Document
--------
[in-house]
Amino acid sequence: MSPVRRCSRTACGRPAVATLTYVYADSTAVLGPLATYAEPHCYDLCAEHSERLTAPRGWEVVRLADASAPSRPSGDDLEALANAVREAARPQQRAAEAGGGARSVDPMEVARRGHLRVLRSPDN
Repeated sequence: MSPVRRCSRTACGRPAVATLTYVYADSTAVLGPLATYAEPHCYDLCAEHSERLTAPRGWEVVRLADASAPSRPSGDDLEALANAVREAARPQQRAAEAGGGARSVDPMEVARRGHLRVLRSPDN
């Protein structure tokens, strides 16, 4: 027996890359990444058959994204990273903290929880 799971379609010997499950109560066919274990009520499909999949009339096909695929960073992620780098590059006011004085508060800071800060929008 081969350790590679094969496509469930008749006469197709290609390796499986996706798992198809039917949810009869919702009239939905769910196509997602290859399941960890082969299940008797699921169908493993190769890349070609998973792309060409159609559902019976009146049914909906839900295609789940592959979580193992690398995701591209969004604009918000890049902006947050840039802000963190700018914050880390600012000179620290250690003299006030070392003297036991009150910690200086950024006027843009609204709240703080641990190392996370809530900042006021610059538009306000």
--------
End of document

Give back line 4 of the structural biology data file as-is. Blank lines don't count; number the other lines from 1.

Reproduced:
């Protein structure tokens, strides 16, 4: 027996890359990444058959994204990273903290929880 799971379609010997499950109560066919274990009520499909999949009339096909695929960073992620780098590059006011004085508060800071800060929008 081969350790590679094969496509469930008749006469197709290609390796499986996706798992198809039917949810009869919702009239939905769910196509997602290859399941960890082969299940008797699921169908493993190769890349070609998973792309060409159609559902019976009146049914909906839900295609789940592959979580193992690398995701591209969004604009918000890049902006947050840039802000963190700018914050880390600012000179620290250690003299006030070392003297036991009150910690200086950024006027843009609204709240703080641990190392996370809530900042006021610059538009306000």